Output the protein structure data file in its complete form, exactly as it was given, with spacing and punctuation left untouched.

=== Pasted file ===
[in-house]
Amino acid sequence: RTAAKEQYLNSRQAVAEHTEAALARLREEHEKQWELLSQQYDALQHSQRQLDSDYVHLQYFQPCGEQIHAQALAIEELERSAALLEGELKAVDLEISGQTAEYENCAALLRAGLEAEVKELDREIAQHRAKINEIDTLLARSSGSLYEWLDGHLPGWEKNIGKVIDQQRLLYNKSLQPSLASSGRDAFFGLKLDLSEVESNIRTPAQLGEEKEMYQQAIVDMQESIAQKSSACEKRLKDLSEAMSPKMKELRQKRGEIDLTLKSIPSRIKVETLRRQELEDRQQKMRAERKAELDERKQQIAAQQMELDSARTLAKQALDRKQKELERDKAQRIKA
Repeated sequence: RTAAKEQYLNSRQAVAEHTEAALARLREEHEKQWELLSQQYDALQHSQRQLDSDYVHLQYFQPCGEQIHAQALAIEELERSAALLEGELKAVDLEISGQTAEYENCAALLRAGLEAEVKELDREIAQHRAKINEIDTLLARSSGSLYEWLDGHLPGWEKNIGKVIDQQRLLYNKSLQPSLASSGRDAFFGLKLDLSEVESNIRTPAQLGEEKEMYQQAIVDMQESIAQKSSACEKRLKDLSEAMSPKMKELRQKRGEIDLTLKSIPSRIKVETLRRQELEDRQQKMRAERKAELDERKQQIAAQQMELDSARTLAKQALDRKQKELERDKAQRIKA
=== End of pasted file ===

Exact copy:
[in-house]
Amino acid sequence: RTAAKEQYLNSRQAVAEHTEAALARLREEHEKQWELLSQQYDALQHSQRQLDSDYVHLQYFQPCGEQIHAQALAIEELERSAALLEGELKAVDLEISGQTAEYENCAALLRAGLEAEVKELDREIAQHRAKINEIDTLLARSSGSLYEWLDGHLPGWEKNIGKVIDQQRLLYNKSLQPSLASSGRDAFFGLKLDLSEVESNIRTPAQLGEEKEMYQQAIVDMQESIAQKSSACEKRLKDLSEAMSPKMKELRQKRGEIDLTLKSIPSRIKVETLRRQELEDRQQKMRAERKAELDERKQQIAAQQMELDSARTLAKQALDRKQKELERDKAQRIKA
Repeated sequence: RTAAKEQYLNSRQAVAEHTEAALARLREEHEKQWELLSQQYDALQHSQRQLDSDYVHLQYFQPCGEQIHAQALAIEELERSAALLEGELKAVDLEISGQTAEYENCAALLRAGLEAEVKELDREIAQHRAKINEIDTLLARSSGSLYEWLDGHLPGWEKNIGKVIDQQRLLYNKSLQPSLASSGRDAFFGLKLDLSEVESNIRTPAQLGEEKEMYQQAIVDMQESIAQKSSACEKRLKDLSEAMSPKMKELRQKRGEIDLTLKSIPSRIKVETLRRQELEDRQQKMRAERKAELDERKQQIAAQQMELDSARTLAKQALDRKQKELERDKAQRIKA